Watching 16 shows in five days is exhausting, but of course it’s worthwhile to see different formats, aesthetics, tendencies, and shows from artists ranging from the students of the Lido Circus School in Toulouse to mature companies such as Akoreacro, XY, or MPTA. This last company brought its show Ali, a work that has been touring since 2008, and they have added a new piece to it: Nous sommes pareils à ces crapauds qui dans l’austère nuit des marais s’appellent et ne se voient pas, ployant à leur cri d’amour tout la fatalité de l’univers (We are like the toads that in the stark nights of the marshes call for each other and can’t see each other, crying in their scream of love all the misfortune in the universe). Mathurin Bolze and Hedi Thabet, together with Ali Thabet, create a powerful dance. The new piece also brings the not-less-than powerful presence of the dancer Artémis Stavridis, dressed as a bride, and a quartet of Greek and Tunisian musicians. The exceptional physical strength and precision of the performers leave images to remember. The new show by XY, Il n’est pas encore minuit (It’s not midnight yet), doubles the technical bet, and anyone who has seen their former show, Le grand C, knows what level of excellence they can reach. If Le grand C had a light, soft spirit, Il n’est pas encore minuit has a more aggressive nature. The show starts with a fight, but the 22 performers have enough time to explore other possible relationships, through, for example, another collective hug and a euphoric lindy hop dance.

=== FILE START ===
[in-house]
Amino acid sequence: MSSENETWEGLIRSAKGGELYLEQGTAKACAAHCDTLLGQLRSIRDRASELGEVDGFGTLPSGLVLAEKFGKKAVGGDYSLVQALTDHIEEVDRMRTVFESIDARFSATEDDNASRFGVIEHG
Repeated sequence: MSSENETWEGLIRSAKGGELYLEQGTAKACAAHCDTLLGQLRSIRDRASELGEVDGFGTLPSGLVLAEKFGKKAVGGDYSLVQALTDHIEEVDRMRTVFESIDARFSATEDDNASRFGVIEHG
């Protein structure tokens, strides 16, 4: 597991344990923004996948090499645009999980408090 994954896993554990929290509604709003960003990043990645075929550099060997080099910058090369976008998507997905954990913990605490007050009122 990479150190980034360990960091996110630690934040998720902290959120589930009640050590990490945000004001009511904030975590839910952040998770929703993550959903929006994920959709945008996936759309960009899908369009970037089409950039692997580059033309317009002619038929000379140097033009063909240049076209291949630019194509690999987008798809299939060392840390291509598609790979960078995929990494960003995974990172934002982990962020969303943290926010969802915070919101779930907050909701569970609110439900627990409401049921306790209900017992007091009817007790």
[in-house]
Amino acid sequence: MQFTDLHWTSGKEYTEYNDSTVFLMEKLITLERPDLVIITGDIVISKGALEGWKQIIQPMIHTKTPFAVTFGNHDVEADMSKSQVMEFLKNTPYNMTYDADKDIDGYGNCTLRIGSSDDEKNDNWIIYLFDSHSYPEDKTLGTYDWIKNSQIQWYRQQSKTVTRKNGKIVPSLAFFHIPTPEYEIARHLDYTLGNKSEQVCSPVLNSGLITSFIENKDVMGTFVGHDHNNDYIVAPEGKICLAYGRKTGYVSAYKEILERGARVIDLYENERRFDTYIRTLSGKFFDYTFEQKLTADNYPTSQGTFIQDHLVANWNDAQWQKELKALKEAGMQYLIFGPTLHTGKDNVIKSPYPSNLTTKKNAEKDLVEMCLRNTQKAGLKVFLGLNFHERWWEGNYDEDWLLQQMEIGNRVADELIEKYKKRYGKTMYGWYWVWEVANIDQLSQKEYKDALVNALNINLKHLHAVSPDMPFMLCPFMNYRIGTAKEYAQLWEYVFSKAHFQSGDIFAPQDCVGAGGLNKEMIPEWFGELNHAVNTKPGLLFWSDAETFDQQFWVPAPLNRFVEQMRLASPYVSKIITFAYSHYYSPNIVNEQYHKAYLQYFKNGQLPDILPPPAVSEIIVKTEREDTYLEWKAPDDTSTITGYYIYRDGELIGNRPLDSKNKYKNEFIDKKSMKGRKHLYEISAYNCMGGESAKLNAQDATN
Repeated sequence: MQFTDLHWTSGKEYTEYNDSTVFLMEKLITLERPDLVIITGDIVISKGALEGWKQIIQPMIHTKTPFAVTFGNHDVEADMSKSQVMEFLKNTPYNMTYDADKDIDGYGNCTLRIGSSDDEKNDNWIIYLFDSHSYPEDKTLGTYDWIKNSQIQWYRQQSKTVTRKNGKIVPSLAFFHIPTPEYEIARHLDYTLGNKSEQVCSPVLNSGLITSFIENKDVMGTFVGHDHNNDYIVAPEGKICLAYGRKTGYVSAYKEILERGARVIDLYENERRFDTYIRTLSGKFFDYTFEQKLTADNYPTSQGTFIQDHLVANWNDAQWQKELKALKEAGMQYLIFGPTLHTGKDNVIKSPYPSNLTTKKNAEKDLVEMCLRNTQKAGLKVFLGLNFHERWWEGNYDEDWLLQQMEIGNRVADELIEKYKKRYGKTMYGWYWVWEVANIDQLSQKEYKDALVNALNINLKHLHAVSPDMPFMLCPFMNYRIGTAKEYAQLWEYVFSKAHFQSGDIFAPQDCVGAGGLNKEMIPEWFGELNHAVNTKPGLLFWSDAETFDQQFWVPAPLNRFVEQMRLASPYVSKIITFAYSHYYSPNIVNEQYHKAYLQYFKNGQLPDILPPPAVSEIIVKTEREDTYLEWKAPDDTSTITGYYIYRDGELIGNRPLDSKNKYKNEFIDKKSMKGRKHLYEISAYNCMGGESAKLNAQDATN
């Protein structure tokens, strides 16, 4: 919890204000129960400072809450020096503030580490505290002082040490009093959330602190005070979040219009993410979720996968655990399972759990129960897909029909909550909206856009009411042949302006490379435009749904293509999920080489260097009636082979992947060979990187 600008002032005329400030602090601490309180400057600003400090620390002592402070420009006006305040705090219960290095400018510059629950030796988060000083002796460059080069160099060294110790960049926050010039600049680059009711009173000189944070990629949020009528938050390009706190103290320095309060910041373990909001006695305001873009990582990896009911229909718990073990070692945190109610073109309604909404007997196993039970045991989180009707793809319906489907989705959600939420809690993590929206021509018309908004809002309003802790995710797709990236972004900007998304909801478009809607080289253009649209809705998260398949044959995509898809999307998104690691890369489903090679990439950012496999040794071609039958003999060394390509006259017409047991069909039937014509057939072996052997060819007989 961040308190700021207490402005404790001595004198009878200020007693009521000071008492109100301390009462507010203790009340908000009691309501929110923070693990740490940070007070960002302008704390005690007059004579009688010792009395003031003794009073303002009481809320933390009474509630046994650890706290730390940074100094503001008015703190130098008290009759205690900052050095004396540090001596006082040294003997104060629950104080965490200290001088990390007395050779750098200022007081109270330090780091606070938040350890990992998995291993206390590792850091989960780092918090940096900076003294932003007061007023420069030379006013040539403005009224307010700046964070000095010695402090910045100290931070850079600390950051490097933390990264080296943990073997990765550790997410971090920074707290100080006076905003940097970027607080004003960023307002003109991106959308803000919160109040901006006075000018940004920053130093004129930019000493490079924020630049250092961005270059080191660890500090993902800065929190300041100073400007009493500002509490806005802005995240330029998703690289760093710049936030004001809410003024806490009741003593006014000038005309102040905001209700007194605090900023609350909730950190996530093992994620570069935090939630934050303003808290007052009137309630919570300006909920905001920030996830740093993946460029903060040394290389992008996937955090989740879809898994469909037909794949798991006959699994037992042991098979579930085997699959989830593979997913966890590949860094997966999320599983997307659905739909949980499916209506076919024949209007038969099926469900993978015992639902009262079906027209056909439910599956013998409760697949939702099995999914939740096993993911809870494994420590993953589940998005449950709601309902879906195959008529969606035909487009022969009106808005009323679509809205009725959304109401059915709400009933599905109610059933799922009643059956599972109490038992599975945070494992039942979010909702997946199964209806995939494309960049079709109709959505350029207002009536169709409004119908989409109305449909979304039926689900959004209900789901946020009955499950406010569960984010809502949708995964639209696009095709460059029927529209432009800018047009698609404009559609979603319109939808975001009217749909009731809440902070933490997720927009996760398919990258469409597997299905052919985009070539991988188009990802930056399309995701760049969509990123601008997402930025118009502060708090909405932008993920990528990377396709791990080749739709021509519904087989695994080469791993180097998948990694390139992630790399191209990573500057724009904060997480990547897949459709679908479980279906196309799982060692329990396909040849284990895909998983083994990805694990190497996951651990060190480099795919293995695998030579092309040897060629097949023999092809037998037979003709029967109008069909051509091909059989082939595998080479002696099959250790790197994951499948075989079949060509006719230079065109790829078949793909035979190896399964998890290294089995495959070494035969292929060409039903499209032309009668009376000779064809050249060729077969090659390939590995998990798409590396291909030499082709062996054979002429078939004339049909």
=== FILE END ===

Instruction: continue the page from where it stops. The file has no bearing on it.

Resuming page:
One of the consequences of viewing a lot of shows from a determined geographical area is the possibility of detecting tendencies that are repeated here and there. For example, this year we have found a repeating leitmotif: two men face each other. Two performers play with the tension, taking to the limit the archetype of masculine firmness. Each face-to-face could end up with a kiss, with a fight—who knows? Fortunately, this is art, and we don’t need quick resolutions. But it’s remarkable that so many different shows have included a scene like this:Bataille (Dernier minute), Hallali (Les Philebulistes), Ali(MPTA), Nos limites (Radhouane El Meddeb, Matias Pilet, Alexandre Fournier) and Il n’est pas encore minuit ( XY). I would dare to say that this has something to do with growing homophobia in France. The journal Le Mondeannounced that homophobic acts had increased 78 percent from 2012 to 2013, an unexpected reaction to the legalization of gay marriage and adoption. The sadly well-known Manif pour tous (“Protest for everyone”) brought together hundreds of thousands of people against gay marriage on May 26, 2013 in Paris. (Le Monde, May 13, 2014, Les actes homophobes ont bondi de 78 % en France). Art, including circus, is the place to challenge the conflicts and fears of a society, and this could be a good example.
Featured Image: The author (second from left) and other Circus Focus participants